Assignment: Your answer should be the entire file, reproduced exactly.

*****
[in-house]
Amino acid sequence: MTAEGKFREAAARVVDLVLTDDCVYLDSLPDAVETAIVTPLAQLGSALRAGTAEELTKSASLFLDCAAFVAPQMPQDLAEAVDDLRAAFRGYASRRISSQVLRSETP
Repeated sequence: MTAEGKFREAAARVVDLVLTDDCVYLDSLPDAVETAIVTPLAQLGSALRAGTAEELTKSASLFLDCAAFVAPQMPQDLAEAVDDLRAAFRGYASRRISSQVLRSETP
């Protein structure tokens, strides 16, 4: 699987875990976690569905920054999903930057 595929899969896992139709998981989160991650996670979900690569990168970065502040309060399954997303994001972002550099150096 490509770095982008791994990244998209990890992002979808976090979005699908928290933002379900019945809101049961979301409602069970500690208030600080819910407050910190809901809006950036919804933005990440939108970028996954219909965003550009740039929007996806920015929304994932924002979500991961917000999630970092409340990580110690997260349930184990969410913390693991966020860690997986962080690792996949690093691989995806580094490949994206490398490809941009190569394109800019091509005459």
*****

[in-house]
Amino acid sequence: MTAEGKFREAAARVVDLVLTDDCVYLDSLPDAVETAIVTPLAQLGSALRAGTAEELTKSASLFLDCAAFVAPQMPQDLAEAVDDLRAAFRGYASRRISSQVLRSETP
Repeated sequence: MTAEGKFREAAARVVDLVLTDDCVYLDSLPDAVETAIVTPLAQLGSALRAGTAEELTKSASLFLDCAAFVAPQMPQDLAEAVDDLRAAFRGYASRRISSQVLRSETP
């Protein structure tokens, strides 16, 4: 699987875990976690569905920054999903930057 595929899969896992139709998981989160991650996670979900690569990168970065502040309060399954997303994001972002550099150096 490509770095982008791994990244998209990890992002979808976090979005699908928290933002379900019945809101049961979301409602069970500690208030600080819910407050910190809901809006950036919804933005990440939108970028996954219909965003550009740039929007996806920015929304994932924002979500991961917000999630970092409340990580110690997260349930184990969410913390693991966020860690997986962080690792996949690093691989995806580094490949994206490398490809941009190569394109800019091509005459």